The unacknowledged heresy underlying most modern English versions of the Bible is the use of translation as a vehicle for explaining the Bible instead of representing it in another language, and in the most egregious instances this amounts to an explaining away of the Bible. This impulse may be attributed not only to a rather reduced sense of philology, but also to a feeling that the Bible, because of its canonical status, has to be made accessible—indeed, transparent—to all.

What Alter is concerned about is the tendency of translators to minimize the fact that the Bible, composed in both Hebrew and Aramaic, comes from number of sources. These sources span literary styles as well as time periods. The fingerprints of the redactors—the people who collected and edited the Hebrew Bible—are all over the text. The stories that make up the text of the Bible, therefore, already show evidence of a kind of tampering in the original—and that’s before the translators begin their own tampering— the smoothing and explaining that I’ve already mentioned.

This brings us to the section of the Bible I want to look at here: every translator’s favorite, the story of Babel. Conveniently, the new translation studies reader Translation Theory and Practice: A Historical Reader, edited by Daniel Weissbort and Astradur Eysteinsson reproduces nine different translations of the text, spanning hundreds of years. I’ve gathered a few of them, along with the Jewish Publication Society’s version, into the handout.

I want to begin this examination with a short poem that serves as a kind of abstract for the rest of this paper:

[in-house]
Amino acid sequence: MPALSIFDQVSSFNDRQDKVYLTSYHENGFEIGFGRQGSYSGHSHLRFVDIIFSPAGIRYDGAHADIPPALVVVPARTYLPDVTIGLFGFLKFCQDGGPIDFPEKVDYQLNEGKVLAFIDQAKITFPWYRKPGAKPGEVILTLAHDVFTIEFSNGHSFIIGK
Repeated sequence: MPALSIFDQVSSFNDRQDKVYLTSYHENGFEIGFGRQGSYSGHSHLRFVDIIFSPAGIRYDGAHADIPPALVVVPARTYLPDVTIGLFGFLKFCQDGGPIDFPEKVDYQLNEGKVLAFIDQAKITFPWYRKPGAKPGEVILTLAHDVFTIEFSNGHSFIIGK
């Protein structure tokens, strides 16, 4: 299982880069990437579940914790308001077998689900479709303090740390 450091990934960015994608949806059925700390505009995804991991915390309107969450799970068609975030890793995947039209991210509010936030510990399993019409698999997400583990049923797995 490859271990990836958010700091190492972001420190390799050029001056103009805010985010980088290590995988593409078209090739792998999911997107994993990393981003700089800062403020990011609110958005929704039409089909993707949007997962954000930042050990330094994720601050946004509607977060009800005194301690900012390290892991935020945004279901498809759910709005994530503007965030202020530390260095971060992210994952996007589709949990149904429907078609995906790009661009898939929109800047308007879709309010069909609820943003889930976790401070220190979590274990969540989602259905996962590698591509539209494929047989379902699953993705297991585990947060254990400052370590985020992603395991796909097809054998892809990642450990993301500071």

We were told the story of Babel because the city was half-finished. What flooded through there, what plagued the brickmakers and the brickburners as they ritualized the straw-beating, the mud-pulling, the shaping and molding and matting and patting? Before the rains came, did they run home to beat their children and make love to their slaves? Did they stop at the 7-11 in the middle of the storm to grab a pack of matches and a Slim Jim? When did the people scatter like misunderstood geraniums after the first frost, dropping their petals in formless accusation? Only later, at the hands of the redactors, did Babel become a story of God’s anger. Latest of all was the erasure of God’s caprice, designed to block us from the last recesses of the imagination’s keep, where we curl in a granite cave cold with moss and sweat.[2]

Anachronisms aside, what this poem does is point at two key aspects of the Babel story that are not evident from most translations.